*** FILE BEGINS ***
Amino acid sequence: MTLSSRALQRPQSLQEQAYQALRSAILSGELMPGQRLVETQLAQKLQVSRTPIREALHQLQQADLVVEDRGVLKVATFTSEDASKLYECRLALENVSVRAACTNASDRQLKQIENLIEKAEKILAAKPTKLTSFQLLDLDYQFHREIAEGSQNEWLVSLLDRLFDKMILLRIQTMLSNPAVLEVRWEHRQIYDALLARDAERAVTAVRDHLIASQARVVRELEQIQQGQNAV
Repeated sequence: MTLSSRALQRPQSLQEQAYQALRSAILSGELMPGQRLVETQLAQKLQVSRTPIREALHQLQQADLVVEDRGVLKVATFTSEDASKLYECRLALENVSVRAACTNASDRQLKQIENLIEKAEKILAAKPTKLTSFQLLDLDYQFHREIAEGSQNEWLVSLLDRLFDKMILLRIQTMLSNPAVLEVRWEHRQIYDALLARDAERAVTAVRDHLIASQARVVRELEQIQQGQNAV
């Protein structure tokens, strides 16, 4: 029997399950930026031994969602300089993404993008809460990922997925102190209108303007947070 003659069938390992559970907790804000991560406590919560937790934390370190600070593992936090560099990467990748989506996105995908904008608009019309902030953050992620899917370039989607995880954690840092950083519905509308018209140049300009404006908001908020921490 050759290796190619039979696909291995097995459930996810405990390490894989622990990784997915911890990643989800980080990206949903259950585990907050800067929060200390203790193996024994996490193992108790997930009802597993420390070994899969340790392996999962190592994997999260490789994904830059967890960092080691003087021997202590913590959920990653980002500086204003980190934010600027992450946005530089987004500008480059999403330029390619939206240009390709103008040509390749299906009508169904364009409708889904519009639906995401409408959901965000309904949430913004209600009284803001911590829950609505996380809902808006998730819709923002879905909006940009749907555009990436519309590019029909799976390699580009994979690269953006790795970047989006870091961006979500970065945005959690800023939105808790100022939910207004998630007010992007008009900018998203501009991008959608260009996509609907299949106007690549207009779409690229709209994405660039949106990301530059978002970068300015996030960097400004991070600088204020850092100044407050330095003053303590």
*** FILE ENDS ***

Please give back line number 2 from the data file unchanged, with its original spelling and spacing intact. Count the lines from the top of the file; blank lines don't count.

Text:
Repeated sequence: MTLSSRALQRPQSLQEQAYQALRSAILSGELMPGQRLVETQLAQKLQVSRTPIREALHQLQQADLVVEDRGVLKVATFTSEDASKLYECRLALENVSVRAACTNASDRQLKQIENLIEKAEKILAAKPTKLTSFQLLDLDYQFHREIAEGSQNEWLVSLLDRLFDKMILLRIQTMLSNPAVLEVRWEHRQIYDALLARDAERAVTAVRDHLIASQARVVRELEQIQQGQNAV